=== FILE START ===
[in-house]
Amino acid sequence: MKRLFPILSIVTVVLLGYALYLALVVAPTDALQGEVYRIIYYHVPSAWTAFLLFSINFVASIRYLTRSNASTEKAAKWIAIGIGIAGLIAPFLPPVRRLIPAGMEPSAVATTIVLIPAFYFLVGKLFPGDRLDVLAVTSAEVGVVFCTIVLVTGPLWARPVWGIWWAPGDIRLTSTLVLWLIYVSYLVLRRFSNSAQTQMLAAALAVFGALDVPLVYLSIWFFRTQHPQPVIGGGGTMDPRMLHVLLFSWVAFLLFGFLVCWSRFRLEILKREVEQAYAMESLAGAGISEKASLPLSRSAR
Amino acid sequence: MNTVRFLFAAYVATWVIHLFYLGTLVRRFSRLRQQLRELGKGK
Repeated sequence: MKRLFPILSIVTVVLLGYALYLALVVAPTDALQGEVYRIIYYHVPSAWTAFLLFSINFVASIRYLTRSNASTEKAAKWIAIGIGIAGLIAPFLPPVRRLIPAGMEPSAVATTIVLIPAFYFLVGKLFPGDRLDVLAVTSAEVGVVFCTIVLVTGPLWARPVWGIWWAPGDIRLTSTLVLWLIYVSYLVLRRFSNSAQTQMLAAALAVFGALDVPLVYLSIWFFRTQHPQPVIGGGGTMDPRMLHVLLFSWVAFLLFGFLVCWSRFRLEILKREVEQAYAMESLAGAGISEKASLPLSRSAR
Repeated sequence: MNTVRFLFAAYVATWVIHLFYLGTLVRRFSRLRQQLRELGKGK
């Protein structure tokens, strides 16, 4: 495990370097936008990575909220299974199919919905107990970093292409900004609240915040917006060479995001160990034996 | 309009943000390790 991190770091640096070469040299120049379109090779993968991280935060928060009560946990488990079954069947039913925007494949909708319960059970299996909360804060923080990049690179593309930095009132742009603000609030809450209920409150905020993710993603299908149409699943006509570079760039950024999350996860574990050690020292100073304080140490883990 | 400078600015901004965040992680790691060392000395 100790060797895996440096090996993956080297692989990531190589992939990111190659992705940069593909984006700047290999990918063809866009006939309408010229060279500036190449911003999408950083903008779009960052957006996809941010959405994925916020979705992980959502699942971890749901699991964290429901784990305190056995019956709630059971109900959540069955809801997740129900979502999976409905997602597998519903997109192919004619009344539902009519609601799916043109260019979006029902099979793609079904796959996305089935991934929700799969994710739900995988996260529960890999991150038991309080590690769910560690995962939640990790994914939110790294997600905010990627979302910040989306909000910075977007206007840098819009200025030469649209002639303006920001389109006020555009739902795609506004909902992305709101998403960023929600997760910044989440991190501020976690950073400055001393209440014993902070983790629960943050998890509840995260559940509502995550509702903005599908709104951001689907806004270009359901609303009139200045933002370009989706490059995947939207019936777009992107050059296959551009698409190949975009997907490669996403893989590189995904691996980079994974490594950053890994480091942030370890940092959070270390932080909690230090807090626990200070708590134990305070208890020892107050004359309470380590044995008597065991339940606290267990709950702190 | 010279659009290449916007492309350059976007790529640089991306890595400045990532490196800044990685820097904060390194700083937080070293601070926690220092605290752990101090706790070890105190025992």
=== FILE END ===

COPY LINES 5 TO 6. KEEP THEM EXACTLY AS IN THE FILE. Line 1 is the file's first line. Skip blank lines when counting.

Repeated sequence: MNTVRFLFAAYVATWVIHLFYLGTLVRRFSRLRQQLRELGKGK
């Protein structure tokens, strides 16, 4: 495990370097936008990575909220299974199919919905107990970093292409900004609240915040917006060479995001160990034996 | 309009943000390790 991190770091640096070469040299120049379109090779993968991280935060928060009560946990488990079954069947039913925007494949909708319960059970299996909360804060923080990049690179593309930095009132742009603000609030809450209920409150905020993710993603299908149409699943006509570079760039950024999350996860574990050690020292100073304080140490883990 | 400078600015901004965040992680790691060392000395 100790060797895996440096090996993956080297692989990531190589992939990111190659992705940069593909984006700047290999990918063809866009006939309408010229060279500036190449911003999408950083903008779009960052957006996809941010959405994925916020979705992980959502699942971890749901699991964290429901784990305190056995019956709630059971109900959540069955809801997740129900979502999976409905997602597998519903997109192919004619009344539902009519609601799916043109260019979006029902099979793609079904796959996305089935991934929700799969994710739900995988996260529960890999991150038991309080590690769910560690995962939640990790994914939110790294997600905010990627979302910040989306909000910075977007206007840098819009200025030469649209002639303006920001389109006020555009739902795609506004909902992305709101998403960023929600997760910044989440991190501020976690950073400055001393209440014993902070983790629960943050998890509840995260559940509502995550509702903005599908709104951001689907806004270009359901609303009139200045933002370009989706490059995947939207019936777009992107050059296959551009698409190949975009997907490669996403893989590189995904691996980079994974490594950053890994480091942030370890940092959070270390932080909690230090807090626990200070708590134990305070208890020892107050004359309470380590044995008597065991339940606290267990709950702190 | 010279659009290449916007492309350059976007790529640089991306890595400045990532490196800044990685820097904060390194700083937080070293601070926690220092605290752990101090706790070890105190025992």